©2011, Nathan Daley, MD, MPH
The human body consists of 60-80% water, depending upon age and hydration status. This water is continuously replaced largely by the water we drink and less so from the food we eat. The rate of this replacement is increased in athletes and active people. The average inactive person drinks about 2 liters of water per day while athletes may drink 6-11 liters on training days. Therefore, we are what we drink! If we drink polluted water, we become polluted people and suffer an increased burden of degenerative disease, cancer, and developmental disorders! In addition, it has been estimated that nearly 20 million people will acquire an infectious disease from contaminated water in the U.S. each year.
A recent expose by the New York Times revealed that most of our water supply in the U.S. has been polluted by various small and large industrial processes. The ongoing “Toxic Waters” theme can be found at http://projects.nytimes.com/toxic-waters.
The EPA has admitted that the Clean Water Act and Safe Drinking Water Act have failed to accomplish their goal of establishing healthy water for the U.S. population due to inadequate regulatory limits and the inability to effectively enforce the regulations that do exist and prosecute violators. Some drinking water, in fact, meets the criteria for waste water or even toxic waste!
Therefore, it is up to the individual citizen to protect oneself. To this end, a brief discussion of water sources and filtration technology follows.
Spring water is groundwater which passes through various geological strata and material (sandstone for example) to become surface water. Sandstone and other materials act as filters and help to improve the purity of the groundwater and balance mineral content. Water is an important source of numerous trace minerals necessary for health. Spring water, therefore, has the potential to be of optimal water quality with little to no harmful contaminates or micro-organisms and ideal concentration of healthy minerals.
However, spring water is hard to come by and the bottling and transport of spring water to the consumer greatly diminishes the preferability of this source (see bottled water below). You can check to see if there is a spring water source near you at www.findaspring.com. If you find a local spring, ensure that the water is periodically tested and contains no contaminates (springs can be contaminated like all other groundwater and surface waters). Store this water in glass or stainless steel containers, not plastic.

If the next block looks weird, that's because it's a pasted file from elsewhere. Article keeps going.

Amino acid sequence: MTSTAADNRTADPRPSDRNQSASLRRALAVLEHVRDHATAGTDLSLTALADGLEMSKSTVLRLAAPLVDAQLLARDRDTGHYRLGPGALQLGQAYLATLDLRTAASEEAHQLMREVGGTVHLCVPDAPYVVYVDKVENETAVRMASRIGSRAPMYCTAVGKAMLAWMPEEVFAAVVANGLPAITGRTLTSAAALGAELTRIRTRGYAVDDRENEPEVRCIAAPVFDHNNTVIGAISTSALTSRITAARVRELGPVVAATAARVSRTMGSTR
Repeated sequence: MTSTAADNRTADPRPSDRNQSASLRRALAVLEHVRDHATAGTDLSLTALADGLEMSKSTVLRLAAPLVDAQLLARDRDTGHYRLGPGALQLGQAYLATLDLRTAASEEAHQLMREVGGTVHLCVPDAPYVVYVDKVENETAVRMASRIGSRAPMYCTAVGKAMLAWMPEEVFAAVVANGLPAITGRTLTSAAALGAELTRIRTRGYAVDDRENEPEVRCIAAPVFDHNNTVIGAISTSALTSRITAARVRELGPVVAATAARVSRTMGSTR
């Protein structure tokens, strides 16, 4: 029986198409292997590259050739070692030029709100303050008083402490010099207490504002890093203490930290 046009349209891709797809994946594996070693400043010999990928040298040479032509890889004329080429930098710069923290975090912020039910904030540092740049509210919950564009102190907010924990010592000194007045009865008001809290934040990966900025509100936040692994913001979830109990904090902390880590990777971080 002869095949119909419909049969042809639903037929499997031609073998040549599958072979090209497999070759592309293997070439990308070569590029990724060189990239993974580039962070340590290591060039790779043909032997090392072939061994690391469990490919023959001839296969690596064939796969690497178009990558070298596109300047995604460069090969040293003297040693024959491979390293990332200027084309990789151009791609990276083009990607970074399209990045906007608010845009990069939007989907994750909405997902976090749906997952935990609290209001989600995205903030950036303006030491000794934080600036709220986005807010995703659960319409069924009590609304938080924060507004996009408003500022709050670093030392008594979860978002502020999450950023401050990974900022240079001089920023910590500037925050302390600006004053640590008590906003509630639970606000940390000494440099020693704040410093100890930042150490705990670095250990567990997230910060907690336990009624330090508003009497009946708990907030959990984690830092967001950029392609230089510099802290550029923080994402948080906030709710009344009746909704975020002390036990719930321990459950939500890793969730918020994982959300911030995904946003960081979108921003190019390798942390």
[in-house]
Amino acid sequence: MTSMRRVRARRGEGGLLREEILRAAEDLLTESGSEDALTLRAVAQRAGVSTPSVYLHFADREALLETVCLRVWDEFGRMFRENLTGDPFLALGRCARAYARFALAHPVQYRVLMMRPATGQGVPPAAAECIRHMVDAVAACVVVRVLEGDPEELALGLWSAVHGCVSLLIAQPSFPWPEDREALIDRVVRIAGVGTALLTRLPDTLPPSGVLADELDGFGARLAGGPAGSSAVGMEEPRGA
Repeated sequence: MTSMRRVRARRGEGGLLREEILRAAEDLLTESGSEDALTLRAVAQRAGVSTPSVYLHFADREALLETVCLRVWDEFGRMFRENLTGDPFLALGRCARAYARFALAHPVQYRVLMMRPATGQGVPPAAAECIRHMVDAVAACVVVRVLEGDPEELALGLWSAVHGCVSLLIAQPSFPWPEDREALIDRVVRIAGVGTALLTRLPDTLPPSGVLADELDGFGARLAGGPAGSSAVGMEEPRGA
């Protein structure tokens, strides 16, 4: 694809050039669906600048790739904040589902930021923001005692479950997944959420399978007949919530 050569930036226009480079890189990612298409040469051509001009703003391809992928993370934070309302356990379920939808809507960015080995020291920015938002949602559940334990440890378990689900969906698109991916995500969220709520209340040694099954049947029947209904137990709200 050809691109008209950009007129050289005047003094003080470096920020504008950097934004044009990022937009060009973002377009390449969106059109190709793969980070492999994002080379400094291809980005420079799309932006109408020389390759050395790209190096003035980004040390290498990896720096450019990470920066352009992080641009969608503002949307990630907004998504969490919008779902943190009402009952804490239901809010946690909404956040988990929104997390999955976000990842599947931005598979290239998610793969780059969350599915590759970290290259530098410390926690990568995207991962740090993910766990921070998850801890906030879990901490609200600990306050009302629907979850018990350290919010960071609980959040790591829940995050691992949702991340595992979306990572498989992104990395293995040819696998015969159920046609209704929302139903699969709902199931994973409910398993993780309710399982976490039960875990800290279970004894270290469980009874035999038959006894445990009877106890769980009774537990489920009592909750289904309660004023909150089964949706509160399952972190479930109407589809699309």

Municipal water typically originates from surface water sources (rivers, lakes, reservoirs, etc.) and is treated primarily to remove micro-organisms and organic material. This treatment is generally effective in eliminating the risk of infectious disease from drinking municipal water, but some micro-organisms may occasionally persist (cryptosporidium being the most common). Outbreaks occasionally do occur from municipal water contamination.
The most concerning pollutants present in municipal water, however, are disinfection byproducts and fluoride fortification. Disinfection byproducts include trihalomethanes (like chloroform), chloramines, haloacetic acids, bromates, aldehydes, and others. Though usually present in trace amounts, evidence suggests that many of these compounds are carcinogenic and chronic exposure may be harmful. Some municipal water treatment plants are beginning to use cutting edge technology such as microfiltration and UV treatment, which results in fewer disinfection byproducts, but this technology remains quite rare.
It is advisable that each individual get to know the water sources and disinfection technology used for preparing one’s drinking water. Fluoride fortification is a controversial issue but the evidence is equivocal in demonstrating the anti-cavity benefit of fluoridated water and the potential risks of thyroid disorders and bone cancers, though small, argue against this practice. Further, dental caries are much more effectively prevented with low glycemic and alkaline nutrition as well as regular dental care. Recently, trace levels of pharmaceuticals have been found in municipal water sources.
In order to minimize the impact of these disinfection byproducts, any persisting micro-organisms , fluoride, and drugs on health, filtration of municipal water is recommended at the tap or for the whole house. See filtration technology below.
Well water consists of groundwater with or without additional water treatment. Well water can contain natural and anthropogenic contaminates that are extremely harmful to health. Arsenic, heavy metals, and radon can be naturally present in the groundwater. Surface water contamination from industrial sources (agriculture, manufacturing, mining , etc.) can become groundwater contamination as well and may include pesticides, fertilizer byproducts, nitrates, microorganisms, and various chemicals. Human activity can also be involved in exacerbating natural contaminates. Recently, for example, surface mines in Bangladesh, India, were found to be the source of the cities’ tragic history of severe arsenic poisoning.
It is recommended that all well water be tested by a water specialist for both naturally occurring and anthropogenic contaminates. Depending upon the findings, more involved mitigation technology may be needed. At the least however, it is recommended that all well water used for drinking be filtered. See filtration technology below.